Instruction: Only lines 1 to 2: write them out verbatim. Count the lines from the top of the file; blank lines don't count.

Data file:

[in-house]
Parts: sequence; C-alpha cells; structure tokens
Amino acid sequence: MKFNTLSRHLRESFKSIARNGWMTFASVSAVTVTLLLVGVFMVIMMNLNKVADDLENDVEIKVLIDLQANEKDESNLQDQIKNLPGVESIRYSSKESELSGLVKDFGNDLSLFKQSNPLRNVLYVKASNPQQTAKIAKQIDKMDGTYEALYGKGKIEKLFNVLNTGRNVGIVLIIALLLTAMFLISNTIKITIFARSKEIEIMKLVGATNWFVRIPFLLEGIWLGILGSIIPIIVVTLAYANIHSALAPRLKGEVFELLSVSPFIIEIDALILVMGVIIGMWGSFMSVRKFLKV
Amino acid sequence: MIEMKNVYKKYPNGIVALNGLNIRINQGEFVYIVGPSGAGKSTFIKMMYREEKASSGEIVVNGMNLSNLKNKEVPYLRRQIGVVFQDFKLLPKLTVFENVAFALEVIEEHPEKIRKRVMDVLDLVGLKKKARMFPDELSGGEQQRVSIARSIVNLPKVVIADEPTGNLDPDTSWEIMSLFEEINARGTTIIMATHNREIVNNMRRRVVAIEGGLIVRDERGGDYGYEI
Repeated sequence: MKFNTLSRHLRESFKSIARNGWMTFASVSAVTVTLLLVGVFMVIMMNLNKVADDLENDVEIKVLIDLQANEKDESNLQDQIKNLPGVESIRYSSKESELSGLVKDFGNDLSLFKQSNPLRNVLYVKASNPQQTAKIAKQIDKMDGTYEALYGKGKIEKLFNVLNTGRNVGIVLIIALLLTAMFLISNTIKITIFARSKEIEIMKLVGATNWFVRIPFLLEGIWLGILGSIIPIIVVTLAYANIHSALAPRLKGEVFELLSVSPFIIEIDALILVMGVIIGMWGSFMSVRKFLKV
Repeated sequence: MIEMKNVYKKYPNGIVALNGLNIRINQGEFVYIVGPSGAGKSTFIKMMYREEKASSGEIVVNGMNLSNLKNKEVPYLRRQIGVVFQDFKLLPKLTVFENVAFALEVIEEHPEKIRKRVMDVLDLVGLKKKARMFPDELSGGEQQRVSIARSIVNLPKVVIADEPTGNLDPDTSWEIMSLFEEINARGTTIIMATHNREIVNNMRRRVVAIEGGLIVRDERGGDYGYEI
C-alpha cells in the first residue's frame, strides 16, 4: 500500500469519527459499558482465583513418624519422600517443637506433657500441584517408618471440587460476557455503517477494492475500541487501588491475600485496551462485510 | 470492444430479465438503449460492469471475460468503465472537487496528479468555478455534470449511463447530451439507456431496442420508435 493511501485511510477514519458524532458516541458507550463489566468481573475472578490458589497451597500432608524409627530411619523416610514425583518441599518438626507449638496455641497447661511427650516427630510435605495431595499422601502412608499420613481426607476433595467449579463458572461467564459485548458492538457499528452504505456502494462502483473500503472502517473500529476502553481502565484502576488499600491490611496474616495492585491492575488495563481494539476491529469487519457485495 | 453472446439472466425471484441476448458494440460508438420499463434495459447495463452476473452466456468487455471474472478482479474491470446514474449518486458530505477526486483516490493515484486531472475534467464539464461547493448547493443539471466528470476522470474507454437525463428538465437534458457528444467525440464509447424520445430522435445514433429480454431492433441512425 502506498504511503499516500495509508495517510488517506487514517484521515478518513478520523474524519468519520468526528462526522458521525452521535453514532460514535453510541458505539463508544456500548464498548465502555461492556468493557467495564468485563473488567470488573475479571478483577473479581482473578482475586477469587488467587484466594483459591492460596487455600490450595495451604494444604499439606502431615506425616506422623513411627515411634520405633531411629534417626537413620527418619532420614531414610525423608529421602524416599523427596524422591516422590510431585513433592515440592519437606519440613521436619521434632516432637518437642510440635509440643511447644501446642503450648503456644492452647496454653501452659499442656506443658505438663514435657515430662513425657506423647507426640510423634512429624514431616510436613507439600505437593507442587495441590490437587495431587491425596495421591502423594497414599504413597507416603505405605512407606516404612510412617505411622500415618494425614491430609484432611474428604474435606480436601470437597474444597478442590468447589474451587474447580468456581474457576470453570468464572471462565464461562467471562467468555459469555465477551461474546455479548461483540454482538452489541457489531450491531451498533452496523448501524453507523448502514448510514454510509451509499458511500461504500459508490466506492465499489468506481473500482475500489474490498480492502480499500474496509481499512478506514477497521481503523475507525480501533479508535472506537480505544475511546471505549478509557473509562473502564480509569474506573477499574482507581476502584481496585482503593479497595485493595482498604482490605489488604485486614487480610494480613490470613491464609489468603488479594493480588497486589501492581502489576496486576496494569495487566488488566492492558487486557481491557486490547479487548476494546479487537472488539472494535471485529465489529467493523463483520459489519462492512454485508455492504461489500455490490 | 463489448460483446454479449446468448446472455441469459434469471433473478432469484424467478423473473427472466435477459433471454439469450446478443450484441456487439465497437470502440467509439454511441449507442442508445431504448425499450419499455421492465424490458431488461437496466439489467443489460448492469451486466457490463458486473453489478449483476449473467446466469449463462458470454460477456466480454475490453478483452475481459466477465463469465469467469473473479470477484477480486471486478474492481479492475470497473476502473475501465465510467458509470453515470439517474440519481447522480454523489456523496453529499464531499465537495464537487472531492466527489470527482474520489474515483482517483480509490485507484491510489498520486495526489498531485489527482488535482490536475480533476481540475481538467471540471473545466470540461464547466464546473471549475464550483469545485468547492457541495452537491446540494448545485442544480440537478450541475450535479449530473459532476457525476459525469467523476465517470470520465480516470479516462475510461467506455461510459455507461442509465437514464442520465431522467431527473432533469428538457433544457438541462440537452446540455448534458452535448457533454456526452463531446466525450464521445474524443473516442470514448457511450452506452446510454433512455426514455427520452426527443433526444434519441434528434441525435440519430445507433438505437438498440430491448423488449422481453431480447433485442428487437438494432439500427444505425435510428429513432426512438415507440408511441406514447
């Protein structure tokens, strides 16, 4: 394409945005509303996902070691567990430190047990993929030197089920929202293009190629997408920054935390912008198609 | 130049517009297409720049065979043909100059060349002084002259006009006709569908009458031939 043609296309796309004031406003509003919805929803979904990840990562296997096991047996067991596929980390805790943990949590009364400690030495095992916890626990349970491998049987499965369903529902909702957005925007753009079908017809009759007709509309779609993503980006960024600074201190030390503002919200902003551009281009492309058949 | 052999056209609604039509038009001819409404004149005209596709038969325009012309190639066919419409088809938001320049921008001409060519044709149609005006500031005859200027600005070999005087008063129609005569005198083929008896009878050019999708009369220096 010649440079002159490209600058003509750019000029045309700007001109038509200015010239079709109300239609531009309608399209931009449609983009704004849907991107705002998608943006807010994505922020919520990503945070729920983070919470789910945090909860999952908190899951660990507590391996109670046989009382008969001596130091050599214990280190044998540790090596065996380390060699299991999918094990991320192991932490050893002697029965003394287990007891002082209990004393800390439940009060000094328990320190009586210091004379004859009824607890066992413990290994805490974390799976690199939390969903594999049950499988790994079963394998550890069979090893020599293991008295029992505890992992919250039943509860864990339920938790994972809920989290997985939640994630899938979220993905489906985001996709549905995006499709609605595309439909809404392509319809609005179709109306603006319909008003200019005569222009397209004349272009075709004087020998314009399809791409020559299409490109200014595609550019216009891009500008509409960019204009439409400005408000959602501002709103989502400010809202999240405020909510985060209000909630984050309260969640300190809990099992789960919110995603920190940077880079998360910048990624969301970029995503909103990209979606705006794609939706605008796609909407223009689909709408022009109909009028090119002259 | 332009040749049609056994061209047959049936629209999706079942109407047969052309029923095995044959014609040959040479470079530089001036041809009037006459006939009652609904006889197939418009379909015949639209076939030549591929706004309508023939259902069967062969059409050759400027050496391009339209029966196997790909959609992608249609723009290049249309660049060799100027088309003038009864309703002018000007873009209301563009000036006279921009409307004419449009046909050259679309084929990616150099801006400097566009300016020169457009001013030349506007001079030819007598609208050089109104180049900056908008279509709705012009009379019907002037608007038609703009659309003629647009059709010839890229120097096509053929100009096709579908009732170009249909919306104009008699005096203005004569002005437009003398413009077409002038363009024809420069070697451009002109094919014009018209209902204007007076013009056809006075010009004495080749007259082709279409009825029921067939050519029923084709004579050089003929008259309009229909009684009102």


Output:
[in-house]
Parts: sequence; C-alpha cells; structure tokens